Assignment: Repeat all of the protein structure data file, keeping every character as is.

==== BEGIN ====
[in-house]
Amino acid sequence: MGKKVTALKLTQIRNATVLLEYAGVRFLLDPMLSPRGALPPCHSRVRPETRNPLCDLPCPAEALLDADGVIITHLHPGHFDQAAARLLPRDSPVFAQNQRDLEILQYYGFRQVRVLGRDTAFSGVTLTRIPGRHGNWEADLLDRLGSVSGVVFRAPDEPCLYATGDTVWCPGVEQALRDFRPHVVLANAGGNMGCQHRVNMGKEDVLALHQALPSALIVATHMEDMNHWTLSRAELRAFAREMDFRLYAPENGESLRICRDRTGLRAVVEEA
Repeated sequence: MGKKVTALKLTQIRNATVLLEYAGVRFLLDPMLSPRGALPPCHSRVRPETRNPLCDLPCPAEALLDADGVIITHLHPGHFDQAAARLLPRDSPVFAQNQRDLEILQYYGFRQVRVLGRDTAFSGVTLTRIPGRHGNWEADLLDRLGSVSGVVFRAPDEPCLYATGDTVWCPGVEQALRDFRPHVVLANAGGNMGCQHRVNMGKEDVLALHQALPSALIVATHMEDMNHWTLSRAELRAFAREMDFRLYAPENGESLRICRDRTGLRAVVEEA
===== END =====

[in-house]
Amino acid sequence: MGKKVTALKLTQIRNATVLLEYAGVRFLLDPMLSPRGALPPCHSRVRPETRNPLCDLPCPAEALLDADGVIITHLHPGHFDQAAARLLPRDSPVFAQNQRDLEILQYYGFRQVRVLGRDTAFSGVTLTRIPGRHGNWEADLLDRLGSVSGVVFRAPDEPCLYATGDTVWCPGVEQALRDFRPHVVLANAGGNMGCQHRVNMGKEDVLALHQALPSALIVATHMEDMNHWTLSRAELRAFAREMDFRLYAPENGESLRICRDRTGLRAVVEEA
Repeated sequence: MGKKVTALKLTQIRNATVLLEYAGVRFLLDPMLSPRGALPPCHSRVRPETRNPLCDLPCPAEALLDADGVIITHLHPGHFDQAAARLLPRDSPVFAQNQRDLEILQYYGFRQVRVLGRDTAFSGVTLTRIPGRHGNWEADLLDRLGSVSGVVFRAPDEPCLYATGDTVWCPGVEQALRDFRPHVVLANAGGNMGCQHRVNMGKEDVLALHQALPSALIVATHMEDMNHWTLSRAELRAFAREMDFRLYAPENGESLRICRDRTGLRAVVEEA